Zakat – the Islamic obligation of alms giving – is said to have once eradicated absolute poverty under the rule of the caliph Umar bin Abdul Aziz. Centuries later, with the swelling Muslim populace, perhaps Zakat once again offers the potential for mass poverty reduction. This article will explore the potential of Zakat as a source of development funds. This will be examined in light of bridging financing gaps in the developing world. Obstacles that curtail Zakat’s efficacy will also be
Issues in funding development
The contemporary potential of Zakat is highlighted through the emphasised principle of local usage of Zakat funds; Islamic scholarship stipulates that the worthiest use of Zakat funds is within a local area. Interestingly, a recurring theme from every single past International Conference on Financing Development has been the mobilisation of domestic savings.
The need for bridging the massive financing gap in development was first highlighted in Monterrey in the 1st International Conference on Financing Development (UN, 2000, p2). This conference stressed the need for mobilisation of domestic resources, particularly savings (UN, 2000, p3). The Doha Declaration on Financing for Development in 2008 reaffirmed Monterrey, but added that a sound and wide-reaching financing system was needed to aid domestic mobilisation, alongside an appreciation of the specificities of each country. In July 2015, the Third International Conference on Financing for Development reiterated the past two conferences, with an added emphasis on specifically allocating more resources to the poor (UN, 2015, p8). Certainly, these conferences had conventional finance systems in mind rather than Zakat, especially given the substantial body of literature detailing the relationship between finance and development.
Zakat as a potential source of development funds
Zakat seems to be a striking answer to the concerns mentioned in the conferences on financing development. As mentioned earlier, Islamic scholarship states that Zakat is to be prioritised locally, answering the recurrent theme of mobilising domestic savings in all three conferences. Recall also that according to the Hanafi School of jurisprudence, Zakat funds are given to those who have net assets below the Nisaab level, which addresses the call of prioritising resources for the poor mentioned in Monterrey. The opinion of the other three schools of thought would also be pertinent in this regard as they still give priority to whoever needs it most.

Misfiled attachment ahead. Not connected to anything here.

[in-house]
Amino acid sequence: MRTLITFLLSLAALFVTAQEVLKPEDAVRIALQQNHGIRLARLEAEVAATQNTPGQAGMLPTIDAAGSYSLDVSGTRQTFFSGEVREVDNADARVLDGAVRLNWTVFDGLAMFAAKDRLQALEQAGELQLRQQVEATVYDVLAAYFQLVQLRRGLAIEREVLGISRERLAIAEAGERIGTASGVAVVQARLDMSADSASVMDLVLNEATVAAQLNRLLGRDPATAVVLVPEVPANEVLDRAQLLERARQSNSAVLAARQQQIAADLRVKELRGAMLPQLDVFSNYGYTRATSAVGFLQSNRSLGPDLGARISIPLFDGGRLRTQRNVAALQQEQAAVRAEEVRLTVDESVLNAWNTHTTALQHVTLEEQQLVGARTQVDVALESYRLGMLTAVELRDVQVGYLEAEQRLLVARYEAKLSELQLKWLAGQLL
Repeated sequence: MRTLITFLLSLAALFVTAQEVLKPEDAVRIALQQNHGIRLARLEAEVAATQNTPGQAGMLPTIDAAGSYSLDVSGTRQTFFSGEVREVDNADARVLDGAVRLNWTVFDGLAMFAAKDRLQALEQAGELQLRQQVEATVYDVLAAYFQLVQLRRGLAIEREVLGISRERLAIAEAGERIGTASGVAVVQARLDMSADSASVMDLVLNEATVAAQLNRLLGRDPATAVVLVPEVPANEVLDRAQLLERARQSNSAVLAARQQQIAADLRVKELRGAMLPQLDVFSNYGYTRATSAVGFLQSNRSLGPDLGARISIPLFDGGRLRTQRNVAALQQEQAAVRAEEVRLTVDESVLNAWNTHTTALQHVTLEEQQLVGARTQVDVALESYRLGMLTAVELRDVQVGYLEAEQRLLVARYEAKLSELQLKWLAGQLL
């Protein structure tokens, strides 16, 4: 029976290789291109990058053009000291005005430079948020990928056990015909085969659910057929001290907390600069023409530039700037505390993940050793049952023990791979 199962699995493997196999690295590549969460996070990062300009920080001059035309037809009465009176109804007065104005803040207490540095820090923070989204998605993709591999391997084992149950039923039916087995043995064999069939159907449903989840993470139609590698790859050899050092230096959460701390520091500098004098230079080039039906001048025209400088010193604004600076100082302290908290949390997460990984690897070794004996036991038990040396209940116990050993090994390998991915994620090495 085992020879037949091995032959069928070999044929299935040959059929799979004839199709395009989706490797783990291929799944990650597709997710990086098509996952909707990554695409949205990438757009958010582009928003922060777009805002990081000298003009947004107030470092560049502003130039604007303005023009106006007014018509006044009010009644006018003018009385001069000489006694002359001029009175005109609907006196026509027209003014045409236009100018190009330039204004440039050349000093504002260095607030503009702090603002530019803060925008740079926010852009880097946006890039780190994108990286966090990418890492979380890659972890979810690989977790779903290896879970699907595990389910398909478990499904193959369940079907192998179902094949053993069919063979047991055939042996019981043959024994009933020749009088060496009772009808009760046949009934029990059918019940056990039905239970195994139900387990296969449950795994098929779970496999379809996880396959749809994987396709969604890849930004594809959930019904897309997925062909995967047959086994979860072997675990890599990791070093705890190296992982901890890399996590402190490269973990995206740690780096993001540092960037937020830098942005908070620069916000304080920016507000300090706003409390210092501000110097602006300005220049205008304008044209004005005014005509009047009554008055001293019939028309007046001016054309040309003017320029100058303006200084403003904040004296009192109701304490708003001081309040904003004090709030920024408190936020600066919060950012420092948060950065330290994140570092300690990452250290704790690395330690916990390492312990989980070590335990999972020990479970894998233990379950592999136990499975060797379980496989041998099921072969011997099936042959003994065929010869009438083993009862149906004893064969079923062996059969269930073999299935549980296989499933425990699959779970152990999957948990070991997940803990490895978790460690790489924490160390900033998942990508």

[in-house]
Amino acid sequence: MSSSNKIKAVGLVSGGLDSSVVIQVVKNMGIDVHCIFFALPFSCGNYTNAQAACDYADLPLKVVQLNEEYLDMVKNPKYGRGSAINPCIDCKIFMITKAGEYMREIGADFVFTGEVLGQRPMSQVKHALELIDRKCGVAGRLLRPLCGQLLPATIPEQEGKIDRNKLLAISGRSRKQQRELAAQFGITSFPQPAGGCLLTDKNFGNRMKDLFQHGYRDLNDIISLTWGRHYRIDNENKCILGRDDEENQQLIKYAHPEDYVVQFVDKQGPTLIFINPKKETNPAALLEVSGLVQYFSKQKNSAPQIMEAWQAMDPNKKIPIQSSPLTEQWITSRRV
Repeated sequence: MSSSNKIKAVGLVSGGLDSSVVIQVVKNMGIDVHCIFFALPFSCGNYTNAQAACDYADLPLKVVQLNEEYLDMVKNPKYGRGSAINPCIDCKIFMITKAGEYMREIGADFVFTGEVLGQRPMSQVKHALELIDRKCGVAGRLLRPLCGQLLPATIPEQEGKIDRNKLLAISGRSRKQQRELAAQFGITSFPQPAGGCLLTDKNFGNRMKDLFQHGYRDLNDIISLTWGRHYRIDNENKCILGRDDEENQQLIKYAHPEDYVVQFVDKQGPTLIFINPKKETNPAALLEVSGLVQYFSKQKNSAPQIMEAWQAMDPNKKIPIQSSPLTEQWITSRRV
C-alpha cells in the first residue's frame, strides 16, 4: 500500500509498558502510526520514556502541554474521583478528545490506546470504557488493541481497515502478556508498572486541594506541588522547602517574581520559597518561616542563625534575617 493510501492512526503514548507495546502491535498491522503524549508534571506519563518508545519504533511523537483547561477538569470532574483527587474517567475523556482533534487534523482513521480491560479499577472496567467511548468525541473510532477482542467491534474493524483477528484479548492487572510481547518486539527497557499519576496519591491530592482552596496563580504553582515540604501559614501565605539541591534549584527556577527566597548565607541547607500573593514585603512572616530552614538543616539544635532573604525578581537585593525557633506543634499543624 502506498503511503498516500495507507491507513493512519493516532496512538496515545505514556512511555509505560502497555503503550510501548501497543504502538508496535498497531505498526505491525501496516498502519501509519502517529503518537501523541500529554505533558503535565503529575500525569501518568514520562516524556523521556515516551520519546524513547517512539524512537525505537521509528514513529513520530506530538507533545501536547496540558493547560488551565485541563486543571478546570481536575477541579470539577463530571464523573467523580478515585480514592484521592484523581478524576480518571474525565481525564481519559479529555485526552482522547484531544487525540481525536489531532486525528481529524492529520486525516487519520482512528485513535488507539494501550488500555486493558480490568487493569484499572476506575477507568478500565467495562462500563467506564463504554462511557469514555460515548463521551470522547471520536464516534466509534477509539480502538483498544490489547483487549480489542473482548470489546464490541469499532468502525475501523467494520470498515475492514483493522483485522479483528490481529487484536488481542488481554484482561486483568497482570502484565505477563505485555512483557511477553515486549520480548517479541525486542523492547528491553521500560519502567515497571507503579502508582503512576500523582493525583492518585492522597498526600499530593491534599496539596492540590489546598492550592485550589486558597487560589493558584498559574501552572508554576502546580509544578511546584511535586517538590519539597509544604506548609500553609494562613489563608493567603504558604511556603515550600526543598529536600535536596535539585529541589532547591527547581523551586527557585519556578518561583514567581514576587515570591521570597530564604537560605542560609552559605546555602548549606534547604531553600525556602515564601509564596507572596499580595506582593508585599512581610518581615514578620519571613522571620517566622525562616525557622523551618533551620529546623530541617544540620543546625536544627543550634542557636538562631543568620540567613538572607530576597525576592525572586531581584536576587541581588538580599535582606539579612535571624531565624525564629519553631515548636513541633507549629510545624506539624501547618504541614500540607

Moreover, Zakat is potentially wide reaching; its potential reach is theoretically wherever there are Muslim communities, because upon those Muslims is the obligation to pay Zakat. Given that it is not compulsory to distribute Zakat via an administrator, an individual can donate Zakat funds to any local need which they have specific and personal knowledge of. Potentially, this could overcome any gaps in distribution of Zakat that, say, a charity or distribution agency might miss. For example, an individual may have a friend who lives in a distant setting that is cut off from infrastructure, inhibiting any charities or NGOs from reaching them. By means of personal information, the individual could donate Zakat in such a circumstance, hence benefitting those who have been missed by wider authorities.